Saturday, April 4, 2015
Dawn in Sage Grouse Country...
Starting usually sometime in March, lek activity peaks in mid April but goes on sometimes into early May. I have seen individual cocks strutting much later doubtless more just blowing off steam than any real idea of attracting a mate.
Unlike other gallinaceous birds--other grouse species, turkey, chickens and such--hens only mate once. Egg laying is delayed until later in mid May. Thirty days later chicks hatch. Precocious the brood leaves the nest right after hatching and, unlike other upland bird species, come the September hunting season very rarely do we find birds unable to fly well enough to keep up to mama.
Sage grouse and sagebrush are inseparable; take away sage, big unbroken tracts of sagebrush and grass and Poof! the big grouse are gone. Fragmentation is the biggest reason sage grouse populations are generally in decline. Lacking a grinding gizzard the diet is simple and straight-forward, sagebrush leaves, buds and berries (100% in winter), leafy greens and, especially early on the chicks gobble insects--ants are big--to get the protein fix necessary to kick start their growth hormones. Dissecting dozens of crops over the past 20 or so seasons I have yet to find more than one or two insects. And while I'm sure sage is sampled anytime until after mid-October most of the crops are stuffed with leafy greens.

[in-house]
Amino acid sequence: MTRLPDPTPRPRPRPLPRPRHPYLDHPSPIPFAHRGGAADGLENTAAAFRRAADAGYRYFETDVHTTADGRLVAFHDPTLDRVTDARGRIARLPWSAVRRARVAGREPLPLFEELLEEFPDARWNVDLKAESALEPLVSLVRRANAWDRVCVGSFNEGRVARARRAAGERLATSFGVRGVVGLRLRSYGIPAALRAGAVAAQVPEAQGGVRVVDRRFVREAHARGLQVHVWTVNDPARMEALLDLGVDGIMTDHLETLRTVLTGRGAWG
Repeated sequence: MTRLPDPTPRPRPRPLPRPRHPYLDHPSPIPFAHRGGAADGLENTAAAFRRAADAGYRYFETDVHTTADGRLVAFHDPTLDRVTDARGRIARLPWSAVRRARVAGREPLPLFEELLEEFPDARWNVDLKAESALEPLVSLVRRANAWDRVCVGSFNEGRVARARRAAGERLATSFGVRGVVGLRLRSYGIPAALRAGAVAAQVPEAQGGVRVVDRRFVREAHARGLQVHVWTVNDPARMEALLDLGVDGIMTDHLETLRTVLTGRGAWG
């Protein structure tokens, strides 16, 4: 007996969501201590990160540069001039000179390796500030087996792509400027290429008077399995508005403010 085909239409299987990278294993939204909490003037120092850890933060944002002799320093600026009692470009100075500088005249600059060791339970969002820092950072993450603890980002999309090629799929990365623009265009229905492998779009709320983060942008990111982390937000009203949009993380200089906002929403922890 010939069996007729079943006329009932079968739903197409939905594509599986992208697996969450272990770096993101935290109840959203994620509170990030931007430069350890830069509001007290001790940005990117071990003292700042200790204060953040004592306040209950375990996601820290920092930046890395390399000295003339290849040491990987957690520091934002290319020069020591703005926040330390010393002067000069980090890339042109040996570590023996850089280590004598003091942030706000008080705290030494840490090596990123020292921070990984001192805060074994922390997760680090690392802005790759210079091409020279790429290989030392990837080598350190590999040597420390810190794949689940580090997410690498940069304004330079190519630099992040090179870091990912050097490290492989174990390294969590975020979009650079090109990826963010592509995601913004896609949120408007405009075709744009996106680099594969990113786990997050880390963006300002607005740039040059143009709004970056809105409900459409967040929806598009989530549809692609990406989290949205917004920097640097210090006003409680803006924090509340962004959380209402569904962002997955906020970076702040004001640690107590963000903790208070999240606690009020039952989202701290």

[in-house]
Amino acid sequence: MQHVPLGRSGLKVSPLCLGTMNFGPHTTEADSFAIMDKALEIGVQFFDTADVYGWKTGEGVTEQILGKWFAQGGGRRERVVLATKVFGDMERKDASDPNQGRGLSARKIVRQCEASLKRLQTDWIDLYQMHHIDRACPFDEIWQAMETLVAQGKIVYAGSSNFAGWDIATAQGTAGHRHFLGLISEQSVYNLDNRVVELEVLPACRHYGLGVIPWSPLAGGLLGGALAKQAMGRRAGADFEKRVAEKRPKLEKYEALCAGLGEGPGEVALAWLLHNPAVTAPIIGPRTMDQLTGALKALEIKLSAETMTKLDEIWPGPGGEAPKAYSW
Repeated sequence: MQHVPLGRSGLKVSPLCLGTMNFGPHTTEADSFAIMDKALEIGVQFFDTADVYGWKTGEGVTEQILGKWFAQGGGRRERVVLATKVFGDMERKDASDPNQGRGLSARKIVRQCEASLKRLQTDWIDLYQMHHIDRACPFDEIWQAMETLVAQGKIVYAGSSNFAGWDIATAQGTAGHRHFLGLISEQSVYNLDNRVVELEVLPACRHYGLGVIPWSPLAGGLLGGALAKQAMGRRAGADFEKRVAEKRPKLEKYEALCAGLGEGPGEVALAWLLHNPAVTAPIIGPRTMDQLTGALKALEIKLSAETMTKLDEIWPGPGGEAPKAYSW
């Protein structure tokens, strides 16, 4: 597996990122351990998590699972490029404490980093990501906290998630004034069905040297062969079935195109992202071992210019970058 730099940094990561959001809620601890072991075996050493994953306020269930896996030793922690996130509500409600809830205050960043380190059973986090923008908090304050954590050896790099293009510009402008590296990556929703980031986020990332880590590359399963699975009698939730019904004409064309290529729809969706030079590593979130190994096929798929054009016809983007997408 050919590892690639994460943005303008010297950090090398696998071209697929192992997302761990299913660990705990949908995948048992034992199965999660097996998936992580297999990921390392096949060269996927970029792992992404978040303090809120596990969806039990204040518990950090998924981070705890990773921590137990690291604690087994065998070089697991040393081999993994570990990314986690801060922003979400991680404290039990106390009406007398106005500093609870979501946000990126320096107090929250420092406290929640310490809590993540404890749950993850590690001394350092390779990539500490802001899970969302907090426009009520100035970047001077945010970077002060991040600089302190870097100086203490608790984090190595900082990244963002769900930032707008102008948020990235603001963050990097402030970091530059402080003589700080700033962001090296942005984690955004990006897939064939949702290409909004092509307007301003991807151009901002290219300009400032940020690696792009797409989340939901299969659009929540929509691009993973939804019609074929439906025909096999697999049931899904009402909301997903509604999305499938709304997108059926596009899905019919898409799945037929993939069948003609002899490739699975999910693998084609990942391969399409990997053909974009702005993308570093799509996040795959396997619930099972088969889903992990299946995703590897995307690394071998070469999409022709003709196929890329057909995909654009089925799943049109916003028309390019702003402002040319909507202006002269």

As fall deepens toward early winter families and bachelor males come together in loosely scattered flocks on wintering grounds whose numbers are often mind-boggling. During winter workouts it is not uncommon for my dogs to point several scattered bunches of 25, 50 or more in a couple hour loop.
To watch a short video of strutting cocks visit https://www.youtube.com/watch?v=U7X9UIdKoF8